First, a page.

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Edited Transcript of GEF earnings conference call or presentation 5-Dec-19 1:30pm GMT

Q4 2019 Greif Inc Earnings Call

DELAWARE Jan 16, 2020 (Thomson StreetEvents) -- Edited Transcript of Greif Inc earnings conference call or presentation Thursday, December 5, 2019 at 1:30:00pm GMT

TEXT version of Transcript

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Corporate Participants

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* Lawrence Allen Hilsheimer

Greif, Inc. - Executive VP & CFO

* Matt Eichmann

Greif, Inc. - VP of IR & Corporate Communications

* Peter G. Watson

Greif, Inc. - President, CEO & Director

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Conference Call Participants

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* Adam Jesse Josephson

KeyBanc Capital Markets Inc., Research Division - Director and Senior Equity Research Analyst

* Gabrial Shane Hajde

Wells Fargo Securities, LLC, Research Division - Associate Analyst

* George Leon Staphos

BofA Merrill Lynch, Research Division - MD and Co-Sector Head in Equity Research

* Ghansham Panjabi

Robert W. Baird & Co. Incorporated, Research Division - Senior Research Analyst

* Justin Laurence Bergner

Morgan Group Holding Co. - VP

* Steven Pierre Chercover

D.A. Davidson & Co., Research Division - MD & Senior Research Analyst

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Presentation

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Operator [1]

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Ladies and gentlemen, thank you for standing by, and welcome to the Greif Fourth Quarter and Fiscal 2019 Earnings Conference Call. (Operator Instructions)

Please be advised that today's conference is being recorded. (Operator Instructions)

I would now like to hand the conference over to your speaker today, Matt Eichmann. Please go ahead.

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Matt Eichmann, Greif, Inc. - VP of IR & Corporate Communications [2]

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Thank you, Sharon, and good morning, everyone. Welcome to Greif's Fourth Quarter and Fiscal 2019 Earnings Conference Call. On the call today are Pete Watson, Greif's President and Chief Executive Officer; and Larry Hilsheimer, Greif's Chief Financial Officer. Pete and Larry are available to answer questions at the end of today's call.

In accordance with Regulation Fair Disclosure, we encourage you to ask questions regarding issues you consider material because we are prohibited from discussing significant nonpublic items with you on an individual basis. Please limit yourself to 1 question and 1 follow-up before returning to the queue.

Please turn to Slide 2. As a reminder, during today's call, we will make forward-looking statements involving plans, expectations and beliefs related to future events. Actual results could differ materially from those discussed.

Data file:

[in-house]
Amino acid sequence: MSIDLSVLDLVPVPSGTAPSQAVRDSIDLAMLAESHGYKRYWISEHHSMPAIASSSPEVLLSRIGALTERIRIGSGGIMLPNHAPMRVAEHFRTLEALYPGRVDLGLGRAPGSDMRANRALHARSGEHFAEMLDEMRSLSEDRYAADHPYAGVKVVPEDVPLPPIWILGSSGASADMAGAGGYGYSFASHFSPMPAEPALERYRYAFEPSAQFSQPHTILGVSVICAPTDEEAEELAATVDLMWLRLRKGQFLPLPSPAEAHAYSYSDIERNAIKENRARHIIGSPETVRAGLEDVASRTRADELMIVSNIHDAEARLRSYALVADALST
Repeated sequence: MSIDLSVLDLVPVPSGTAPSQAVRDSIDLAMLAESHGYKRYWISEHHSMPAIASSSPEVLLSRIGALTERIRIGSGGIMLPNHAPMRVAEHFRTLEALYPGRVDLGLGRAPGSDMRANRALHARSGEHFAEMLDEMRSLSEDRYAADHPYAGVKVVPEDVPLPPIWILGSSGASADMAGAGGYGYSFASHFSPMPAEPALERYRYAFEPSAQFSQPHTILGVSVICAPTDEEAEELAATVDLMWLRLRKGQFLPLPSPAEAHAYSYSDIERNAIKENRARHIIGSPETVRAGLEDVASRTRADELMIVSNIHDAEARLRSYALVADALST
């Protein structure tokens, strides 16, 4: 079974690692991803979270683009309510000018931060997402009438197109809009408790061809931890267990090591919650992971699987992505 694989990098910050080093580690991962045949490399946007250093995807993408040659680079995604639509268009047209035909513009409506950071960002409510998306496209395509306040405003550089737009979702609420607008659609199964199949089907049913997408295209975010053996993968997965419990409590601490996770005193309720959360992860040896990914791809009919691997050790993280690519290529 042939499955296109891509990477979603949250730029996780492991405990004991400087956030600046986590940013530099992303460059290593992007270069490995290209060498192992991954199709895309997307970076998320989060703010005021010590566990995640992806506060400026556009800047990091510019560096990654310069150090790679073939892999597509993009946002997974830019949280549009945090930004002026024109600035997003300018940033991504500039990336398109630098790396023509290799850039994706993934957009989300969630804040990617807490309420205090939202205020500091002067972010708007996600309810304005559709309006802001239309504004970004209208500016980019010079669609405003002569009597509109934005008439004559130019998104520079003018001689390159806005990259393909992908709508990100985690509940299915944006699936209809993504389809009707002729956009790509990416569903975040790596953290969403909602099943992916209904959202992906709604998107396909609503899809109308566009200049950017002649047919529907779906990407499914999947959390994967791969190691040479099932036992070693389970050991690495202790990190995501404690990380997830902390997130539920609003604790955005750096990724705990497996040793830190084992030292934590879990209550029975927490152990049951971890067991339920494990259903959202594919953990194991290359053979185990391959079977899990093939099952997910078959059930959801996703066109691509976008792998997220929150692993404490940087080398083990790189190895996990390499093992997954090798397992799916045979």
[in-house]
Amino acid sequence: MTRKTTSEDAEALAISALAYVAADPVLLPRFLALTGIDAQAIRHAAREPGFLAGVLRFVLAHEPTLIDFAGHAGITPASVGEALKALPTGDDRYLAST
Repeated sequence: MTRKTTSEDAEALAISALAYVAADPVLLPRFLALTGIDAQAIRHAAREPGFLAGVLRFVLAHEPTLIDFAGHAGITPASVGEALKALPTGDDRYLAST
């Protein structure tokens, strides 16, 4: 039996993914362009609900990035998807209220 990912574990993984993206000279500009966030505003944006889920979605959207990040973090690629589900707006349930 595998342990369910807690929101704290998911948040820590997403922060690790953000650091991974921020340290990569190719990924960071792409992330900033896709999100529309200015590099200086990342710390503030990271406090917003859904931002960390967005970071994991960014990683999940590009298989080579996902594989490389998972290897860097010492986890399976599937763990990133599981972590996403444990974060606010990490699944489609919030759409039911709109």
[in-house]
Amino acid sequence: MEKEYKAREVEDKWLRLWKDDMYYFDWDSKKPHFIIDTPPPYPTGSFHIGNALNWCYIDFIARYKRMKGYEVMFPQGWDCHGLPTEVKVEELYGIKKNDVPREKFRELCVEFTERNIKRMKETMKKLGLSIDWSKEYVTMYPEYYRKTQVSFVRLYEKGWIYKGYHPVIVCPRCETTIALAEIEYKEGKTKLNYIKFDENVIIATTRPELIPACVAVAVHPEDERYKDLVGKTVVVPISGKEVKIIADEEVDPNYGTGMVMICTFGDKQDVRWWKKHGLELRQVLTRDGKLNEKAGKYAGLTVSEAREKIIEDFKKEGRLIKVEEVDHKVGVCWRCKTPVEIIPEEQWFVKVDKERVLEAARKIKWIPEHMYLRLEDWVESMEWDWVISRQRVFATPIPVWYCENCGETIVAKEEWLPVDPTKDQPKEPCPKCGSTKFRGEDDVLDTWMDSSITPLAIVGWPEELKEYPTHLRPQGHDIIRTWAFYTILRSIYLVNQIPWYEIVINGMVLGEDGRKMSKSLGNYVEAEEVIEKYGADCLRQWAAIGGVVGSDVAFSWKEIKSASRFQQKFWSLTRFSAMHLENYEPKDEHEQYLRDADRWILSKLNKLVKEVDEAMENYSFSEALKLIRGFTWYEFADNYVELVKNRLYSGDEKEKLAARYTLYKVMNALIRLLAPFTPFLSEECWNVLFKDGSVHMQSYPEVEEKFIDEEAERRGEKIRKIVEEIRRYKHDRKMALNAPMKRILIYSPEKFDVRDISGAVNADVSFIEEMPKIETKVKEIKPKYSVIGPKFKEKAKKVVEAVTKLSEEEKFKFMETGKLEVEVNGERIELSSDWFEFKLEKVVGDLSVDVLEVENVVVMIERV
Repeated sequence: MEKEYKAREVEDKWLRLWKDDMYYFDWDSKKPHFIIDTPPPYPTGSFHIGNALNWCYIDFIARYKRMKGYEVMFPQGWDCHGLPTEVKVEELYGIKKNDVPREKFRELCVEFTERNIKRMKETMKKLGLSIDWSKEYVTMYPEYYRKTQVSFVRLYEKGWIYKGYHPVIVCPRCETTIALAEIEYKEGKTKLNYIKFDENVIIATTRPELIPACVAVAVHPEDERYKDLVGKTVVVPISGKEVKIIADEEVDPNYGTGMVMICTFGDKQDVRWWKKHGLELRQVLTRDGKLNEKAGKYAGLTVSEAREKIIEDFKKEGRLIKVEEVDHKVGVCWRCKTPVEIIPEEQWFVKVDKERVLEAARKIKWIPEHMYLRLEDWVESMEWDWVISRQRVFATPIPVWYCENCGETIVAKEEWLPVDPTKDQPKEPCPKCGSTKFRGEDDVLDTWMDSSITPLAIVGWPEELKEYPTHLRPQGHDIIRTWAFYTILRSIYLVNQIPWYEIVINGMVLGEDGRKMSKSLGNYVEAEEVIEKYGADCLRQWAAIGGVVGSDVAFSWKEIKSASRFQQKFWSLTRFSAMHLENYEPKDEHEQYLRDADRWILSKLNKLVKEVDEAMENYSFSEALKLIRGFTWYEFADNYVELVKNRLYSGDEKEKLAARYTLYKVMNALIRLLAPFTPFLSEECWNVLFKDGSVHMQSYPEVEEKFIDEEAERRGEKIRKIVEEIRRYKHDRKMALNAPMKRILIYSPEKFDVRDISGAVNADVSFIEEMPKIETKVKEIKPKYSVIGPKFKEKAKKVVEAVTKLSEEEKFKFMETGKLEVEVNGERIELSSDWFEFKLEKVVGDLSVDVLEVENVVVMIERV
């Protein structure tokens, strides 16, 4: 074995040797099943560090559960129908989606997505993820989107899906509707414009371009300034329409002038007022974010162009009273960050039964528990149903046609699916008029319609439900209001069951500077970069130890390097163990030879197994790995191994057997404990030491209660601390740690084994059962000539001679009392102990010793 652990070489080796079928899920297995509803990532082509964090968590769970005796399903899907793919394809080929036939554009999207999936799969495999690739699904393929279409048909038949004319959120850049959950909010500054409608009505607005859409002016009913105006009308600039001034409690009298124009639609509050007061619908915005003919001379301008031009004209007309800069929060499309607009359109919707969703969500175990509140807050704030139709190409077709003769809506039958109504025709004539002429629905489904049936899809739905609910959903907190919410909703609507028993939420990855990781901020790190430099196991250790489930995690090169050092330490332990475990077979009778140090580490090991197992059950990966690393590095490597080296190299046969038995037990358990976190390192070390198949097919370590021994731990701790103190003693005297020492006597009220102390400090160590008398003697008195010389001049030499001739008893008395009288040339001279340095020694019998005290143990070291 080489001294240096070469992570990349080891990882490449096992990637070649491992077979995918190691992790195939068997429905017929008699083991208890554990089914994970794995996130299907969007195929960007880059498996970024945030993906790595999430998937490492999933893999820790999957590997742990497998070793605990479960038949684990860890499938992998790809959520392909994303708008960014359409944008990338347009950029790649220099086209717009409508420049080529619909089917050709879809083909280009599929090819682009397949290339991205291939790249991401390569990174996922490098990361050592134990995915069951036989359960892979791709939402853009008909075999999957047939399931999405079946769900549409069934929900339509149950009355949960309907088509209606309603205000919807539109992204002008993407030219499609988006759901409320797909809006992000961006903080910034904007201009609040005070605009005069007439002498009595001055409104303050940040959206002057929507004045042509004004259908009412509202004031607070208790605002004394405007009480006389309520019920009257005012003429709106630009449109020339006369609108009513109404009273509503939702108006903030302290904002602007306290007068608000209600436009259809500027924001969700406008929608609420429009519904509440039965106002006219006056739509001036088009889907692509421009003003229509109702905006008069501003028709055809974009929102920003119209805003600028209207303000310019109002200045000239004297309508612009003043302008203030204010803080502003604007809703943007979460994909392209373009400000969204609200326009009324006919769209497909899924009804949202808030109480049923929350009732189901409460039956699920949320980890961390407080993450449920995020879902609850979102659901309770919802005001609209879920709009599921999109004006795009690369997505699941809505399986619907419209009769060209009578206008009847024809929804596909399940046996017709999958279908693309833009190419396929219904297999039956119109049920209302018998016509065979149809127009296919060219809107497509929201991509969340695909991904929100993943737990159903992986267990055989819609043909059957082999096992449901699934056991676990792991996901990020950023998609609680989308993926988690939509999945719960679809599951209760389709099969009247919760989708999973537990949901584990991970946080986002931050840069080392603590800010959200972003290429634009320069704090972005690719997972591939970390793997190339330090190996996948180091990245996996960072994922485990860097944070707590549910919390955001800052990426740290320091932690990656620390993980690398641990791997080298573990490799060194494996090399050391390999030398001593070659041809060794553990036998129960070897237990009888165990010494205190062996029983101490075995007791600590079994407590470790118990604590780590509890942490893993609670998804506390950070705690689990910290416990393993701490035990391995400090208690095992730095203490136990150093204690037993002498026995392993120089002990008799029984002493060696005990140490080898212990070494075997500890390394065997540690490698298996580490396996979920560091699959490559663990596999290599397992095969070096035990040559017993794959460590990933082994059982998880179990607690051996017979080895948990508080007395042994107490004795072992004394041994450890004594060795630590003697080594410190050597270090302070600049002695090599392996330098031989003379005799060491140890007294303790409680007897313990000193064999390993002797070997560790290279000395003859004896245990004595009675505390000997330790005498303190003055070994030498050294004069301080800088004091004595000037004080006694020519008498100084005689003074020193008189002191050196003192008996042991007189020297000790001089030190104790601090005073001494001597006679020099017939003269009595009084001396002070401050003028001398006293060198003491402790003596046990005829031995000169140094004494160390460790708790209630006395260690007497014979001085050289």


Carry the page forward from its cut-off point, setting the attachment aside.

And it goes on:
Additionally, we'll be referencing certain non-GAAP financial measures and reconciliation to the most directly comparable GAAP metrics can be found in the appendix of today's presentation.

And now I turn the presentation over to Pete on Slide 3.

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Peter G. Watson, Greif, Inc. - President, CEO & Director [3]

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Thank you, Matt, and good morning, everyone. It's been a really eventful year at Greif and I'm really proud of what our Greif team has accomplished in a very challenging market environment. We recorded a step-change improvement in financial performance fueled by the successful acquisition and ongoing integration of Caraustar Industries and made notable progress in each of our strategic priorities.

For fiscal 2019, net sales rose by nearly 19% to $4.6 billion. We generated nearly $660 million in adjusted EBITDA and most importantly, drove adjusted free cash flow significantly higher by 50% to $268 million despite a very challenging market environment. We use that free cash flow to fund our capital maintenance and operations, to delever our balance sheet, to invest in profitable growth investments and to fund our industry-leading dividend.

We are laser-focused on controlling the areas that we control, customer service excellence and disciplined operational execution. This will help us build additional momentum as we head into fiscal year 2020.

I'd please ask you to turn to Slide 4. Our fourth quarter adjusted EBITDA, adjusted Class A earnings per share and adjusted free cash flow all rose versus the prior year quarter. The story for the fourth quarter is very similar to what we relayed at fiscal Q3. And that is, we are operating extremely well despite continued weak demand from a slowing industrial economy and uncertainty caused by trade tensions. Caraustar continues to exceed deal assumptions and global intermediate bulk container volumes continue to grow.

I'd like to now review our business performance by segment. And if you could just please turn to Slide 5. The Rigid Industrial Packaging segment continues to face weak demand due to declining industrial manufacturing environments and trade uncertainty. Our global IBC volumes grew by roughly 1.4% versus the prior year quarter, and we were negatively impacted by softer market conditions, predominantly in North America.